Fear, Tears, Turn to Joy As Father Finds Solace For Son
Before dropping off his son Andrew at Guiding Light, Bob pressed one of his business cards into his son’s hand.
Andrew examined the card, noticing how the front of it contained his father’s name and title and contact information.
But it was the message on the card’s reverse that turned him silent, and then made him begin to weep: “PLEASE CONTACT TO ARRANGE FOR A PROPER BURIAL”
An uninformed person might blame Bob for excessive drama. But this was a father who had already done virtually everything in his power to save his boy from the ravages of addiction and abuse. He wasn’t convinced that even Guiding Light could work a miracle. So he’d provided instructions to whomever might find his son’s body.
“I really believe that if he hadn’t gone to Guiding Light, he wouldn’t be alive today,” says Bob.
You won’t find any argument from Andrew, who in a stunning turnaround, now works full-time as intake manager at the place his father dropped him off just one year ago.
into an upper-middle class family, Andrew grew up in the Muskegon area, the youngest of three, and now 31 years old. His parents divorced when he was in the 6th grade. By the time he was attending Muskegon Mona Shores High School, he was drinking alcohol regularly. “My senior year, there were maybe only two days I did not drink. Back then, I didn’t think that was too much out of the ordinary.”
While attending Muskegon Community College, he received the prescription drug Norco for a surgery on his nose, and that escalated into an addiction. Despite his usage, Andrew earned good grades, and arranged to transfer to Western Michigan University, but with his father’s insistence that in exchange for tuition money, Andrew sign an agreement he would stop using drugs and submit to spontaneous drug-testing.
It didn’t take. “If I wasn’t at class, we were out drinking,” he remembers, and he reverted back to Norco, as well as other prescriptive drugs. He also fell into a toxic relationship with a woman who reportedly abused alcohol. Things began to escalate when Andrew began using a variety of substances.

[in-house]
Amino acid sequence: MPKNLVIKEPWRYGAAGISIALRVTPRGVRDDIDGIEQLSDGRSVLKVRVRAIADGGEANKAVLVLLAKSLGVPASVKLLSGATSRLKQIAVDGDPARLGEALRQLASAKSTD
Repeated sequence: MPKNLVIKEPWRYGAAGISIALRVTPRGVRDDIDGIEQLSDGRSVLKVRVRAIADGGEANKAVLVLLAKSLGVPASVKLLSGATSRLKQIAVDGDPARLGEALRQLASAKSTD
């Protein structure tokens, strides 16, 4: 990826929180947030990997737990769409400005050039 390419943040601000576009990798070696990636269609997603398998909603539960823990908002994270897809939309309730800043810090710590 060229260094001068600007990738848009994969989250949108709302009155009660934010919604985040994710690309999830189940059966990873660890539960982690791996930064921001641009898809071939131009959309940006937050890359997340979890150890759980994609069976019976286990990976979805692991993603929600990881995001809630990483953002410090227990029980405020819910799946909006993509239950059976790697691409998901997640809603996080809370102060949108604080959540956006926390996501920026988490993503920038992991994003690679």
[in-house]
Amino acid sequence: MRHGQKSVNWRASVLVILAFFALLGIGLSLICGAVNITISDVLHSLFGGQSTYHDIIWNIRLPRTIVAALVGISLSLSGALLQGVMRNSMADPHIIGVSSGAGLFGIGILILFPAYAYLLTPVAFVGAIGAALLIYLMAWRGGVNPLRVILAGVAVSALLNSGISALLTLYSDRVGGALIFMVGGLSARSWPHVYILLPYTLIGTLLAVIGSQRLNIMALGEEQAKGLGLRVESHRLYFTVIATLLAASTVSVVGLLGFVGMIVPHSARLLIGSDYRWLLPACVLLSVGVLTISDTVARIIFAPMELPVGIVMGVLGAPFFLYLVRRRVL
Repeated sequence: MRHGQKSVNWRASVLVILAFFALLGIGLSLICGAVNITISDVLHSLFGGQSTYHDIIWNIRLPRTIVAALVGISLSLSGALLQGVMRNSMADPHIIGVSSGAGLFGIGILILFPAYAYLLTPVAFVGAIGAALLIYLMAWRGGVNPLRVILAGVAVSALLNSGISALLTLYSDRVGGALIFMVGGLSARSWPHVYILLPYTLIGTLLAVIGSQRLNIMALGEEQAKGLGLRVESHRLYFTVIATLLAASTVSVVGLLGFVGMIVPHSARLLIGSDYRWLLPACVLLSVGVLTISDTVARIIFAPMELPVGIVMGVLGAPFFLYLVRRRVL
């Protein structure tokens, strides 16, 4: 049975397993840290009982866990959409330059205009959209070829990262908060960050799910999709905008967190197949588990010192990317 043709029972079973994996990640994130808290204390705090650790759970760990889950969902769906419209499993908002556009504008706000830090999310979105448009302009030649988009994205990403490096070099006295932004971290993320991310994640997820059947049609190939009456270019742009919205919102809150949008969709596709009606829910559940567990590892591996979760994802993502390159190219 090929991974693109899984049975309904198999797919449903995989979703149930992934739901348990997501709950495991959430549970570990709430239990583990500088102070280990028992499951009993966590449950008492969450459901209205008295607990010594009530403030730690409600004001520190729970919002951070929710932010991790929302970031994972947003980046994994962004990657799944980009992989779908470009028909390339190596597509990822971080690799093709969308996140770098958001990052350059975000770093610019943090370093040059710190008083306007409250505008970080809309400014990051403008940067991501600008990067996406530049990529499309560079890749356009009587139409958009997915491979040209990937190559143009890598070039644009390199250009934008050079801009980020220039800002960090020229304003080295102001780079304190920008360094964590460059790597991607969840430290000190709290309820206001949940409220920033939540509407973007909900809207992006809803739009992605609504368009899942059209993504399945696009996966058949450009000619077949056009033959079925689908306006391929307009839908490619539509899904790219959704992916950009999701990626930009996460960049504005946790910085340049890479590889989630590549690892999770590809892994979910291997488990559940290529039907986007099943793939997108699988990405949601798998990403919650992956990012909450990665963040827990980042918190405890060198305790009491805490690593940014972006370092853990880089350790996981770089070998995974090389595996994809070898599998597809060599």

He was just scant credits shy of graduating when he secured a sales job in southwest Michigan from a firm where he’d been interning his senior year at WMU. But nearly every night after work, he drank a fifth of booze, and took pills on top of that.
“I was living in pitiful conditions,” Andrew says. “My apartment was a complete mess. I didn’t look like somebody who had a job or was a productive member of society.
He spiraled out of control, with his father supporting efforts at one rehab facility after the other. After several years of unsuccessful results, Bob remembers that “I finally drew a line in the sand and said, ‘You need to do this on your own,’ and I quit financially supporting him.”
On a Friday afternoon in January of 2018, Bob picked Andrew up from yet another facility, treated himself and his son to a steak dinner, then drove to Guiding Light.
He considered his son in that moment – some 80 pounds heavier than he should be, strung out after years of abuse, and now entering another program that, to him at least, offered no more hope than other facilities where Andrew had undergone treatment.
It’s with that mindset that Bob had typed the words offering to bury his only boy, and laminated the chilling instructions to his business card.
“I was pretty apprehensive at first,” Andrew recalls. “I couldn’t understand how a free program could offer a decent level of care.” With only one weekend under his belt, Andrew wanted to bail and managed to call his father to come get him.
Bob admits being angry: “I told him he wasn’t welcome at my house or his mother’s house or his girlfriend’s. I told him his only option was to find an alley. Because he was now homeless.”
Andrew stuck it out, and Bob has nothing but praise for a program he claims saved his son’s life: “Everything about Guiding Light has been life-changing and life-saving,” he says. “The old Andrew is back – he’s humble, he’s intelligent, and he’s thinking again.”
Andrew has been serving Guiding Light as its intake manage since July 2018, and is considering forsaking a life of sales to work full-time with people in recovery.
In the meantime, he still carries that business card in his wallet.
“It’s a reminder,” he says, “of who and where I was before I got here.”
THIS MEANS THAT ANYONE WHO BELONGS TO CHRIST HAS BECOME A NEW PERSON. THE OLD LIFE IS GONE; A NEW LIFE HAS BEGUN!
2 CORINTHIANS 5:17